Moderator: Prof Robin Crewe, Centre for the Advancement of Scholarship
Panellist: Dr Archana Bhaw-Luximon, University of Mauritius
Panellist: Prof Collet Dandara, University of Cape Town
Panellist: Prof Quarraisha Abdool Karim, CAPRISA
Panellist: Prof Moctar Toure, TWAS
Young scientist opportunities, such as those provided by TWAS are frequently reported as being life- and career-changing. As young scientists participate in these programmes they get the chance to reflect and think beyond the daily practice of science to its applications in solving some of the biggest global problems of our time. International programmes for the developing countries and Science & Technology Lagging Countries (STLCs) in the form of scholarships, fellowships and exchange programmes provide young scientists with significant opportunities in foreign countries, where they can network and collaborate with experienced & peer-group researchers from different cultural backgrounds. These opportunities expand the young scientists’ personal horizons and their knowledge base. For example, being affiliated to TWAS and senior & young academies of science creates a platform for mentorship and knowledge generation for young scientists, and fosters relations with world renowned scientists. This open up doors for other young scientists to flourish and minimises the geographical barriers for research and project collaborations.
Presented by Academy of Science of South Africa (ASSAf) and The World Academy of Sciences Regional Office for sub-Saharan Africa (TWAS-ROSSA), this roundtable session will assess the vitality and impact young scientists’ opportunities using TWAS programmes for the developed countries as a case study, the panellists will share the benefit of participation and affiliation in these programmes to themselves as individual scientists and to the science community. Awareness creation of the availability of such opportunities for young people will be the core. The expected outcome of this roundtable discussion is to bring to the attention of science organisations, government departments, policy makers, scientists, media and civil society, the importance of mobilising young scientists within the science system at national, regional and global levels. The discussion will highlight the impact of young scientist programmes and will suggest ways in which regional bodies together with individual scientists could assist to increase the uptake of these opportunities from the least developing and lagging countries as a way of bridging the geographic barriers for maximum reach in sub-Saharan Africa.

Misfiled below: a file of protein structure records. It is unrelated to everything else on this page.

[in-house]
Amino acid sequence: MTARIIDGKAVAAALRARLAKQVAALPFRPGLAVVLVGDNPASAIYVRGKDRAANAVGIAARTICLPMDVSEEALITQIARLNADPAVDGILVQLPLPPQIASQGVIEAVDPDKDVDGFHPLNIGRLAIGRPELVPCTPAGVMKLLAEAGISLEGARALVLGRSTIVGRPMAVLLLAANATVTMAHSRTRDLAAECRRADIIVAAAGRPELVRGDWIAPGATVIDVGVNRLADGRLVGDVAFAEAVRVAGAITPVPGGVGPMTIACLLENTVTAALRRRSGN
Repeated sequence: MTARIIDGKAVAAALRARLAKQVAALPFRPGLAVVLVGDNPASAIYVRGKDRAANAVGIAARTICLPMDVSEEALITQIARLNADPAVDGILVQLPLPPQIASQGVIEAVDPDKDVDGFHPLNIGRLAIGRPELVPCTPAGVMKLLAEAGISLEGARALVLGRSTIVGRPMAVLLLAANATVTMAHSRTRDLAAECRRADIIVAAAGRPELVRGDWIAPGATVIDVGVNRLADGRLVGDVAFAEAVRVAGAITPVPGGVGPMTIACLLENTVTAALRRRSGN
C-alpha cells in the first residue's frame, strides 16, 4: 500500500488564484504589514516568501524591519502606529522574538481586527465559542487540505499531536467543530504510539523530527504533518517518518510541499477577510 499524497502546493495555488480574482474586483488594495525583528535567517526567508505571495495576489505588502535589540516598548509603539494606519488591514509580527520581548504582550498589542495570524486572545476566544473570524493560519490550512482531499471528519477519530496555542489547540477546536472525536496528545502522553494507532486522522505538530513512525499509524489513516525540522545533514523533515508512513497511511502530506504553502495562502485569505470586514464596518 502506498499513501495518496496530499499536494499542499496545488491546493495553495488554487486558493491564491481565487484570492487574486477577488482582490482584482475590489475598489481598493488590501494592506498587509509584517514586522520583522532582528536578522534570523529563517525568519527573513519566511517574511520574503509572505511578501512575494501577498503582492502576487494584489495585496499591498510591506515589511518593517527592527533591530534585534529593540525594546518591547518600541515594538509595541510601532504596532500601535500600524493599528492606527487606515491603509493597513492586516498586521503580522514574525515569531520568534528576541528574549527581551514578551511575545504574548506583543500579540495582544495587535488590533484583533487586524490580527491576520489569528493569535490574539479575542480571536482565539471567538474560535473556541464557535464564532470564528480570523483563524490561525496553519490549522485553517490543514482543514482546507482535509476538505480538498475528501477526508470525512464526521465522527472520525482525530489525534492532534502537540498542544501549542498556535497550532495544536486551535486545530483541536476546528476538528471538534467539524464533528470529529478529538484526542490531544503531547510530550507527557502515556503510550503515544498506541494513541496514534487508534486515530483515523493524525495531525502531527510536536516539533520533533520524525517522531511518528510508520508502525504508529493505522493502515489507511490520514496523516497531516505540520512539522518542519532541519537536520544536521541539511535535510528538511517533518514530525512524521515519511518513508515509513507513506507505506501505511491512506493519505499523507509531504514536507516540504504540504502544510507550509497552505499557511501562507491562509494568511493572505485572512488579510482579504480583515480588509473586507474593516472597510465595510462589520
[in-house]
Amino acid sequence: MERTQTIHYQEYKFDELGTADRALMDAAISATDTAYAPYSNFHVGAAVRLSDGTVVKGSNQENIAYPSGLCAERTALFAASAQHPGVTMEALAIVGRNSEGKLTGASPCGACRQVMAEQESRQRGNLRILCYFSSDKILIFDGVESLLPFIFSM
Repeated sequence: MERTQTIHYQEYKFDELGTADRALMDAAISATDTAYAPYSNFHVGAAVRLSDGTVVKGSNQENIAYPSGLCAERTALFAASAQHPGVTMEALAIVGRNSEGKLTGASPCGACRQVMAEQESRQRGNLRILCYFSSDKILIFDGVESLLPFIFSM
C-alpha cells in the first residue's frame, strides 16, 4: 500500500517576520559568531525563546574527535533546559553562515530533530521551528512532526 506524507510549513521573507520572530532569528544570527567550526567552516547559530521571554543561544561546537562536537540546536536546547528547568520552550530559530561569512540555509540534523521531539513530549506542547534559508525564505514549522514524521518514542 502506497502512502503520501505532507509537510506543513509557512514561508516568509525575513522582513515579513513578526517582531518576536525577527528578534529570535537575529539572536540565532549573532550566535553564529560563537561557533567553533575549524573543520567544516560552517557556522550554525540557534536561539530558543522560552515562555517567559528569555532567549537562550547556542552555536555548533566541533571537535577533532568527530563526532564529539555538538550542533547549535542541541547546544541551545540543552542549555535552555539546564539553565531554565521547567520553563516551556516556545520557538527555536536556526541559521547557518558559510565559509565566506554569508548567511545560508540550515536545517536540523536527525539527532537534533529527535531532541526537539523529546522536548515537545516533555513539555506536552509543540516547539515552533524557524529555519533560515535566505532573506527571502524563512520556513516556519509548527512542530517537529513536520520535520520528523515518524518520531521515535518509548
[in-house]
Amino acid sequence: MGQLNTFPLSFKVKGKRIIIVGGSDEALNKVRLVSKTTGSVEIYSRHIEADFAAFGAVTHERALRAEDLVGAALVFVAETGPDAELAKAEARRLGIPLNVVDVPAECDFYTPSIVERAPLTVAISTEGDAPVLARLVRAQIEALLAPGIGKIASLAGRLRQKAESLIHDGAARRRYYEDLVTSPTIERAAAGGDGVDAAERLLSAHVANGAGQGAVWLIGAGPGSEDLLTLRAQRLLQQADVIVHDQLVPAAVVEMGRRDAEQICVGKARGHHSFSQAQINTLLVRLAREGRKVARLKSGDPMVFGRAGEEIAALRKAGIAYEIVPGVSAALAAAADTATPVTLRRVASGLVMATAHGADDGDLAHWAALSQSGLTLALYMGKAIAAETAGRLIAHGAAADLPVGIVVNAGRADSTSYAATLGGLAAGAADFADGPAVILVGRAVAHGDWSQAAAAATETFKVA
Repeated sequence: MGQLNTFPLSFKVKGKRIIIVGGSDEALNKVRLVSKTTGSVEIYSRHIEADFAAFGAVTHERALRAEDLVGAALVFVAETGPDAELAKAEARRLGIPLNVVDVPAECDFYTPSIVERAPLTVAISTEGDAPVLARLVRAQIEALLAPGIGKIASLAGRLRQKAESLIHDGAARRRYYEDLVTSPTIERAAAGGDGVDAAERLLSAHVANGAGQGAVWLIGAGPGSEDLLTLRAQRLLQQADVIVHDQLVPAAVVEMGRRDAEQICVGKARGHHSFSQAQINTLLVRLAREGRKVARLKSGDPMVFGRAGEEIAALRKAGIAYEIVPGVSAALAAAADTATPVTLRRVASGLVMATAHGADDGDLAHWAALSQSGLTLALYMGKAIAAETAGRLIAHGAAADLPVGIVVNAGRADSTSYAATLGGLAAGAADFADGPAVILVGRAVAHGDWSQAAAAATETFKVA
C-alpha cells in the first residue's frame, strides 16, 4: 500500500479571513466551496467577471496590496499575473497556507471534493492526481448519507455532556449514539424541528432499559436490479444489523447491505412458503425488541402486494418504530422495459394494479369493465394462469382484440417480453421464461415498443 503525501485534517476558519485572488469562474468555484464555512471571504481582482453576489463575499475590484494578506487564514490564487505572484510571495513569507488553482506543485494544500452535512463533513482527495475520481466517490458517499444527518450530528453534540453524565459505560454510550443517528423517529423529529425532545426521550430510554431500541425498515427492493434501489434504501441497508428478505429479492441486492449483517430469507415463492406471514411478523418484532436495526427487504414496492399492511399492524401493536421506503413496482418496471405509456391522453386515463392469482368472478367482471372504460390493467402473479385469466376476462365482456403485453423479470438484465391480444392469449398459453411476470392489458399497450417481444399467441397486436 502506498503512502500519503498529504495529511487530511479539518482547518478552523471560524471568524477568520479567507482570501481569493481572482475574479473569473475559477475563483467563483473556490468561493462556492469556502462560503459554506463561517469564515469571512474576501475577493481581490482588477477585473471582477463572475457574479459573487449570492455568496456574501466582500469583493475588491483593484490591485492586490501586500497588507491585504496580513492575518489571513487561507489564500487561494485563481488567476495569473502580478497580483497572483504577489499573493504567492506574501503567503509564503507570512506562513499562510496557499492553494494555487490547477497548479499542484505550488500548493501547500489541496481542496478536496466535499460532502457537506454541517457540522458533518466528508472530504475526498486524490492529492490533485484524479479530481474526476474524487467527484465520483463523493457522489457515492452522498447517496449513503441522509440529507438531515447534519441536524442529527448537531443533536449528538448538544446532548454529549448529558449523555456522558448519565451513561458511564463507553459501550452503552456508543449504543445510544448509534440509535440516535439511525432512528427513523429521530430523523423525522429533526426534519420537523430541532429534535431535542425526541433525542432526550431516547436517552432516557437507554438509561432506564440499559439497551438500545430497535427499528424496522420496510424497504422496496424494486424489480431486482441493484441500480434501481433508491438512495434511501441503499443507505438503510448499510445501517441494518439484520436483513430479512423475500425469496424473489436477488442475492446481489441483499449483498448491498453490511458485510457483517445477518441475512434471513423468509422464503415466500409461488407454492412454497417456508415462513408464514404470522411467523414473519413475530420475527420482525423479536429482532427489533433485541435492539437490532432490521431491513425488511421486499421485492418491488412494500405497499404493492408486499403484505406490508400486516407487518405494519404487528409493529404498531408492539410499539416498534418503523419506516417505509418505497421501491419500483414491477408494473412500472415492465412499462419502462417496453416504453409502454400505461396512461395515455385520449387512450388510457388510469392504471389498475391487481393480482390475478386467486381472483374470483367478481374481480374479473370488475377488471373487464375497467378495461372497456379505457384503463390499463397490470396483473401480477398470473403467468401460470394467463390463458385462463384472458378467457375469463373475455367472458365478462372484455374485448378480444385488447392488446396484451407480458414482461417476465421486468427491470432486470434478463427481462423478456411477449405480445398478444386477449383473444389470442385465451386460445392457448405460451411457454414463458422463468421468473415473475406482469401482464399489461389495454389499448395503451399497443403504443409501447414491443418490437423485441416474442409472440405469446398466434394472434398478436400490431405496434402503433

Professor Robin Crewe was born in Johannesburg and studied at the Natal University in South Africa before proceeding to the University of Georgia, Athens, Georgia, U.S.A. for his Ph.D. He completed his Ph.D. in Entomology in 1971 and was awarded the degree with distinction. From 1986-1996 he was the Director of the Communication Biology Research Group of the University of the Witwatersrand. He has been a Vice-principal of the University of Pretoria since 2003 and retired from this position in June 2013. He was the past President of ASSAf and was the Chair of the National Research Foundation Evaluation Appeals Committee and was Chair of the Board for a term at NRF. He is a member of the Social Insects Research Group (SIRG) in the Department of Zoology and Entomology at the University of Pretoria. He is a Fellow of the Royal Entomological Society of London, a Fellow of the Royal Society of South Africa, a Fellow of TWAS, a founding member of the ASSAf, a fellow of the African Academy of Science, an ASSAf Gold Medalist for meritorious service and a Gold Medallist of the Zoological Society of South Africa. The French Government granted him the Order National du Mérite with the rank of Chevalier in 2006.